Armour's rights are based upon its most recent sublease from the Railroad, dated September 26, 1956, but are limited by the Railroad's rights which are based upon its lease from the Proprietors, dated December 27, 1837, in which the habendum clause reads: "To Have and to Hold to said party of the second part, the said premises during their continuance as a Corporation, and while they continue to be the sole owners of said Rail Road, for the annual rent of Four Hundred Dollars to be paid on the first day of January each and every year during said term, and in case said party of the second part shall fail and neglect to pay said rent for the space of one year after the same shall become due, or in case said Rail Road should become the property of the Commonwealth, then in either of these events, the said premises shall revert to, and become the proper estate of said party of the first part."
This clause was analyzed in 1923 in an opinion of this court by Chief Justice Rugg. In Proprietors of Locks & Canals on Merrimack River v. Boston & Maine R.R. 245 Mass. 52 , the present petitioner brought a writ of entry against the Railroad, unsuccessfully contending that the consolidation of Boston and Lowell Railroad Corporation and Boston and Maine Railroad had caused the lease to expire by its own limitation. At p. 56, it was said, "The habendum clause shows that the leases are for an indefinite term. They are to continue until the happening of one of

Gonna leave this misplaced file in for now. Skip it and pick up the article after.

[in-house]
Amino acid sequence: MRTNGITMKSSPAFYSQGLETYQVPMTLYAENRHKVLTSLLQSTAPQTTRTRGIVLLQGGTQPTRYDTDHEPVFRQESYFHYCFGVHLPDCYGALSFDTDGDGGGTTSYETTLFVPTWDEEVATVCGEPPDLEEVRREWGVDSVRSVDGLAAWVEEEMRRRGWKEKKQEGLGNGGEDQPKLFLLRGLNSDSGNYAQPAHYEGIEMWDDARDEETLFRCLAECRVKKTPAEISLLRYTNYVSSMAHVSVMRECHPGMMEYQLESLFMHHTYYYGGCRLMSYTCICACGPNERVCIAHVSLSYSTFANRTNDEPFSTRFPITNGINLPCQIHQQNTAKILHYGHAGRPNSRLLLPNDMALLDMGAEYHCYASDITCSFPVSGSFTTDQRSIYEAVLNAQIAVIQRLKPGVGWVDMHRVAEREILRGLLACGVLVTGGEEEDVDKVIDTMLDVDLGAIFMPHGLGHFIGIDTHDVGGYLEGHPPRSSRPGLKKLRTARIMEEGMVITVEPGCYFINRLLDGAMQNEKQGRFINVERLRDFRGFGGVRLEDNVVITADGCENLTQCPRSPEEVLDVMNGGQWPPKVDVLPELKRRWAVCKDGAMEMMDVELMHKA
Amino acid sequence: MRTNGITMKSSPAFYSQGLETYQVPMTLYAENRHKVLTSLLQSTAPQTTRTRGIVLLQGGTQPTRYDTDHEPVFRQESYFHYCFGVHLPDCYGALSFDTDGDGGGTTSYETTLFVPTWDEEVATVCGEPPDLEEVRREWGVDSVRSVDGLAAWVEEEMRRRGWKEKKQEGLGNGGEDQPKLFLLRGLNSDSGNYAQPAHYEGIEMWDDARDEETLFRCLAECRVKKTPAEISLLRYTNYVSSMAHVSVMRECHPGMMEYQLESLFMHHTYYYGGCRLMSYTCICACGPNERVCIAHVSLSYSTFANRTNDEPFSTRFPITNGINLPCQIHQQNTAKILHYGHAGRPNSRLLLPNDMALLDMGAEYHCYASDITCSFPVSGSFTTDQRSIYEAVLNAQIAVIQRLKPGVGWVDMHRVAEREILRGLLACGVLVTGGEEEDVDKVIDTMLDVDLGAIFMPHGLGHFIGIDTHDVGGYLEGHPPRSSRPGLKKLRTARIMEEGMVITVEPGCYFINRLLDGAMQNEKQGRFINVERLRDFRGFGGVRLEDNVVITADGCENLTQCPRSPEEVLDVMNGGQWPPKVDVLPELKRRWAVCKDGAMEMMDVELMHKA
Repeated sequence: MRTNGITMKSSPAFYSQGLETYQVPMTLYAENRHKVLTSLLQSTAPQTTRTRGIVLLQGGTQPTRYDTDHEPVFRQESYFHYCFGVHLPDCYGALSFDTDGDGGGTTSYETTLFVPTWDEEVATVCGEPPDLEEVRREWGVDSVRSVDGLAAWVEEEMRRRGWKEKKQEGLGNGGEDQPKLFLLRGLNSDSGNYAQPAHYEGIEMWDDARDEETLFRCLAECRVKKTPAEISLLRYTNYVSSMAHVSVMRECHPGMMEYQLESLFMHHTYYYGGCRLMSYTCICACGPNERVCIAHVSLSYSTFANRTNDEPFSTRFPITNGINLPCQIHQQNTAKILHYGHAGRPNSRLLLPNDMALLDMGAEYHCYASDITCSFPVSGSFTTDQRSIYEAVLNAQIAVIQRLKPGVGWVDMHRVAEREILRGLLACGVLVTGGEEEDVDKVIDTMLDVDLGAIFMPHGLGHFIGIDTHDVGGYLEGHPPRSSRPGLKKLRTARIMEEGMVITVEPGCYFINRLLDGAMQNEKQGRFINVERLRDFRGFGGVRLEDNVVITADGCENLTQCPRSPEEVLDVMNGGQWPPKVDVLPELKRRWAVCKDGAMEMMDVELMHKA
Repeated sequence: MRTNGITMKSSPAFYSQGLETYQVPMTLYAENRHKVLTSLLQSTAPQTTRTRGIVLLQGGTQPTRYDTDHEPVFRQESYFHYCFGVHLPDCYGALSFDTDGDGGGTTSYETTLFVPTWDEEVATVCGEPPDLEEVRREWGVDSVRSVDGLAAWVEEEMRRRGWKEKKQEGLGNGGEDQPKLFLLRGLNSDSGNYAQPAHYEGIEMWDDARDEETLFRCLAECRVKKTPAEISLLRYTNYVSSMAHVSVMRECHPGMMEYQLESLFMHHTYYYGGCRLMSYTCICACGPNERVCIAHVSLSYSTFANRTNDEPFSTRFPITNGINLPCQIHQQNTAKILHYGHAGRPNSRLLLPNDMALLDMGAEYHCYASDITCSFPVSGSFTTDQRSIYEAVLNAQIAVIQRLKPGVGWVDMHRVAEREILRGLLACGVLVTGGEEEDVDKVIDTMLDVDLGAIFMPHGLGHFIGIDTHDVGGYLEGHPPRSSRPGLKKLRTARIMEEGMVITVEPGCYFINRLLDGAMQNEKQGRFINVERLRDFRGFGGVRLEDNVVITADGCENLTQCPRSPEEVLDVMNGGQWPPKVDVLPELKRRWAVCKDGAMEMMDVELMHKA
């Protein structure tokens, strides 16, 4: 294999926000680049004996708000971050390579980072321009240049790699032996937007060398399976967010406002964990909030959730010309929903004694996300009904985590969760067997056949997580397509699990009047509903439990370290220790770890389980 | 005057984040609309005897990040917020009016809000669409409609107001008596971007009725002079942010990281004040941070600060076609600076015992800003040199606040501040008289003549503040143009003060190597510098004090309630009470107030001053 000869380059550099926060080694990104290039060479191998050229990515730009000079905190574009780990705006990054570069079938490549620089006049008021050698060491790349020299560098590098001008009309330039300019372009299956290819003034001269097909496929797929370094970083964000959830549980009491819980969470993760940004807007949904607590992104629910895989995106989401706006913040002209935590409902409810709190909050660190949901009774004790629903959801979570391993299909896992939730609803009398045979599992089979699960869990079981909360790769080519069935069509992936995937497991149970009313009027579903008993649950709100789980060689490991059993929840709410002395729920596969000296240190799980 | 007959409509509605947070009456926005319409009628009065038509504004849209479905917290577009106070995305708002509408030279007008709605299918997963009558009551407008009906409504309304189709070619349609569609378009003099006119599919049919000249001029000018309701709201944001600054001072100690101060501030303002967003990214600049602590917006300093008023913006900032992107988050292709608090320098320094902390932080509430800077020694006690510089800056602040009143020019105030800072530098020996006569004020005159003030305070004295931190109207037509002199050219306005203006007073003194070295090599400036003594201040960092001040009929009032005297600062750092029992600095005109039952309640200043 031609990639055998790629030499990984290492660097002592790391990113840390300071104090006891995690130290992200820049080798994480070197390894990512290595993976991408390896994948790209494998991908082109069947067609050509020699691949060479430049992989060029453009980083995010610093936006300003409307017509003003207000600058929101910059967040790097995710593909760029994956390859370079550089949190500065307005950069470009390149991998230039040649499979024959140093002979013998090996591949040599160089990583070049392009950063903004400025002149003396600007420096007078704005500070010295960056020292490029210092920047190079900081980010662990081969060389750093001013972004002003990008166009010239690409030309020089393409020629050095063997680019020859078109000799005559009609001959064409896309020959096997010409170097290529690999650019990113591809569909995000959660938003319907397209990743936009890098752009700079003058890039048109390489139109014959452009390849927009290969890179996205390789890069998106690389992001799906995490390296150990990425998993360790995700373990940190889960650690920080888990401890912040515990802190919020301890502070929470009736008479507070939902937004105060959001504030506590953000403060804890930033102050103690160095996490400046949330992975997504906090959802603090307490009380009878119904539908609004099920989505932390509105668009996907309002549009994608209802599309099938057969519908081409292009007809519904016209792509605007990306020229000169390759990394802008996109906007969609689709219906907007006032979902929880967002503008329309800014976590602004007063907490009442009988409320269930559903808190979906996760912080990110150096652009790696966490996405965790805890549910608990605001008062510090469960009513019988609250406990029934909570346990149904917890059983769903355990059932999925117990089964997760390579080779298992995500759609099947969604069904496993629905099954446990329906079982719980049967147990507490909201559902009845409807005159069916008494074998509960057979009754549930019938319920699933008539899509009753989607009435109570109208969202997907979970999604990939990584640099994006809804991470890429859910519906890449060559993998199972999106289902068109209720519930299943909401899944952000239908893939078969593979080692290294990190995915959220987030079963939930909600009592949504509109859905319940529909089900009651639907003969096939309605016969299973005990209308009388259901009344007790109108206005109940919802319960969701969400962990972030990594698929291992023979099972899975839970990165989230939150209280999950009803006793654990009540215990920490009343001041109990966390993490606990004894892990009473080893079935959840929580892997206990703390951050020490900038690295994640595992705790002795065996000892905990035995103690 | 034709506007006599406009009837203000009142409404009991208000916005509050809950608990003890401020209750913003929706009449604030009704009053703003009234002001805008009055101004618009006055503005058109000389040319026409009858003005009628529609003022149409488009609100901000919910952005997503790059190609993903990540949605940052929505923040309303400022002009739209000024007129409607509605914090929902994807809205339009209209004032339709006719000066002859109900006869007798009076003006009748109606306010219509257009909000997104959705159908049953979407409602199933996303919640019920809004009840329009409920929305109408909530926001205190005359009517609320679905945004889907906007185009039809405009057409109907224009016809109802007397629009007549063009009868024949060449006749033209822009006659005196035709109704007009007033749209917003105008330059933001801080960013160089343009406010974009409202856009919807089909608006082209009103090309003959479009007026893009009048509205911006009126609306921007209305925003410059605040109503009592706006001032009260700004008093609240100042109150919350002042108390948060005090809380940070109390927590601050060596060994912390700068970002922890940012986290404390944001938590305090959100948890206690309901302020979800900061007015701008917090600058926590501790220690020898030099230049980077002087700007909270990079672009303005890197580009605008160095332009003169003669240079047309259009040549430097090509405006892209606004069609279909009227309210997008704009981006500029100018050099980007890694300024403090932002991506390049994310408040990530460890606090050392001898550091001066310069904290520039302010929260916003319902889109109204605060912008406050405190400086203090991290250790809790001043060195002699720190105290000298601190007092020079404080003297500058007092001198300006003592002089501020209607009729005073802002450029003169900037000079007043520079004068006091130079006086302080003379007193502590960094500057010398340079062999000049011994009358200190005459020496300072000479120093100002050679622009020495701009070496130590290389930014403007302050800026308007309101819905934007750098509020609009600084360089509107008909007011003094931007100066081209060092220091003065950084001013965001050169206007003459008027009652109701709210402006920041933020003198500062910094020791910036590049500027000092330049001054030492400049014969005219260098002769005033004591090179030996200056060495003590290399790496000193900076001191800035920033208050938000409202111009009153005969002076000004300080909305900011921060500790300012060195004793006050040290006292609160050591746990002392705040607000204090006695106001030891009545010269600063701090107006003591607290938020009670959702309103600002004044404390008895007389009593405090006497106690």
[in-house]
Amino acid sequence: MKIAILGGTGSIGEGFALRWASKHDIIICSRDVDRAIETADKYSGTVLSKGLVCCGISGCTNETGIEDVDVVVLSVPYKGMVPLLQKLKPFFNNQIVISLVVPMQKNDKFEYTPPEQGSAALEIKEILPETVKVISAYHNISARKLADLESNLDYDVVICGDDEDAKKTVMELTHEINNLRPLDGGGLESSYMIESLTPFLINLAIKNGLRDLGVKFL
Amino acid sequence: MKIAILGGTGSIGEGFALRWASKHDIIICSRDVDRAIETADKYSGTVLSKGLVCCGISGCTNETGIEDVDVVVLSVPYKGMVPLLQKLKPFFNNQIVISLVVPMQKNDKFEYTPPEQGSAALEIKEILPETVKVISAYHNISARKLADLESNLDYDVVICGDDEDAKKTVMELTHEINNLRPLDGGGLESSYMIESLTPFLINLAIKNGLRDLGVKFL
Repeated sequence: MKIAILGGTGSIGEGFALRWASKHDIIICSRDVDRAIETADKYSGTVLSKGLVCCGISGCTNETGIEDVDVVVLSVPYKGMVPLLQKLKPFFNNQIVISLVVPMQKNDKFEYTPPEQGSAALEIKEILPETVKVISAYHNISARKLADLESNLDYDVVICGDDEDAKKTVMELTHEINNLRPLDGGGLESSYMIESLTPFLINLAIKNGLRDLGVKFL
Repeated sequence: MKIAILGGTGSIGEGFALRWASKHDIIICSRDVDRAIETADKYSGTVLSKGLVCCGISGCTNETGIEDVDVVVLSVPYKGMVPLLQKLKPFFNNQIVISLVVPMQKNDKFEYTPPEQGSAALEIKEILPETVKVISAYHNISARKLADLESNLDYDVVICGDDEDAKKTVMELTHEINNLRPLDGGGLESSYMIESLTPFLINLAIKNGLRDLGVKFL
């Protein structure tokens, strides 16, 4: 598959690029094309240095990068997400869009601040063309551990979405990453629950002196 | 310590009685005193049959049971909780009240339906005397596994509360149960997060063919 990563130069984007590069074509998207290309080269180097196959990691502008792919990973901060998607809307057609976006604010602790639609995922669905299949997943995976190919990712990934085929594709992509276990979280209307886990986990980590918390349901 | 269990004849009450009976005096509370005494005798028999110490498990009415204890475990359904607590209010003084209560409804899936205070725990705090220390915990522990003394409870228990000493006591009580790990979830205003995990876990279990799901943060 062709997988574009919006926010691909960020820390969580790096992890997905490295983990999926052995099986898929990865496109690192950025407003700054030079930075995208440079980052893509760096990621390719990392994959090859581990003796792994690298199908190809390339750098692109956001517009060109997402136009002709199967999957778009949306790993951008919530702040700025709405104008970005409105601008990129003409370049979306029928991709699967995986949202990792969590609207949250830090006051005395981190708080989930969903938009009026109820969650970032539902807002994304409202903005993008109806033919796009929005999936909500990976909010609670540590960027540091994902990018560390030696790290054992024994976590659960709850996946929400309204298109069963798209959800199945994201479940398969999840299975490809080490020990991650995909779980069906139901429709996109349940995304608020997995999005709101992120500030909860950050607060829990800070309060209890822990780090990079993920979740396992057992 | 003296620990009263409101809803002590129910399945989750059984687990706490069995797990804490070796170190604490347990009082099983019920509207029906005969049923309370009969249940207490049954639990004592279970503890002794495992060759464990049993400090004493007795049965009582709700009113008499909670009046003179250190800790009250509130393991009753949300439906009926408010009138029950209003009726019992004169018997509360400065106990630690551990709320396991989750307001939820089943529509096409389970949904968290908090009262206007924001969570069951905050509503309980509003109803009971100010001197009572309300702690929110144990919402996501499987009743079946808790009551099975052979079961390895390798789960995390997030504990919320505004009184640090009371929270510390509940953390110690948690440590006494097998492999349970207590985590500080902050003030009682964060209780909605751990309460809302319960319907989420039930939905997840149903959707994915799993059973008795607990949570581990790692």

several events and then to cease. The crucial event may happen at any time, or it may never happen. The leases, therefore, may never come to an end. The effect of the words used was to convey a base fee." Later (p. 57) the opinion quotes from the lease: "and in case said party of the second part shall fail and neglect to pay said rent for the space of one year after the same shall become due, or in case said Rail Road should become the property of the Commonwealth, then in either of these events, the said premises shall revert to, and become the proper estate of said party of the first part." In view of its pertinency we shall quote at length from what immediately follows in the opinion: "These are words avowedly stating in precise terms the conditions on which the estate shall terminate. They specifically declare the events which shall cause a reverter. The grammatical form of this part of the clause indicates that these two alone are the crucial occurrences which shall bring the estate to an end. The words `and in case . . . or in case . . . in either of these events' naturally import a choice of one or the other of the two grounds specified. The inference naturally to be drawn from these words and this arrangement is that a purpose is manifested to make these two the only decisive events with reference to the term of the estate. If one resorts to approved canons for the construction of the language, the same result is reached. The structure of the sentence and the common meaning of the words alike confirm the idea that reverter rests upon one or the other of these two events. Neither of these events has happened. The rent has been promptly paid. The Commonwealth has not exercised its power to take over the property of the lessee."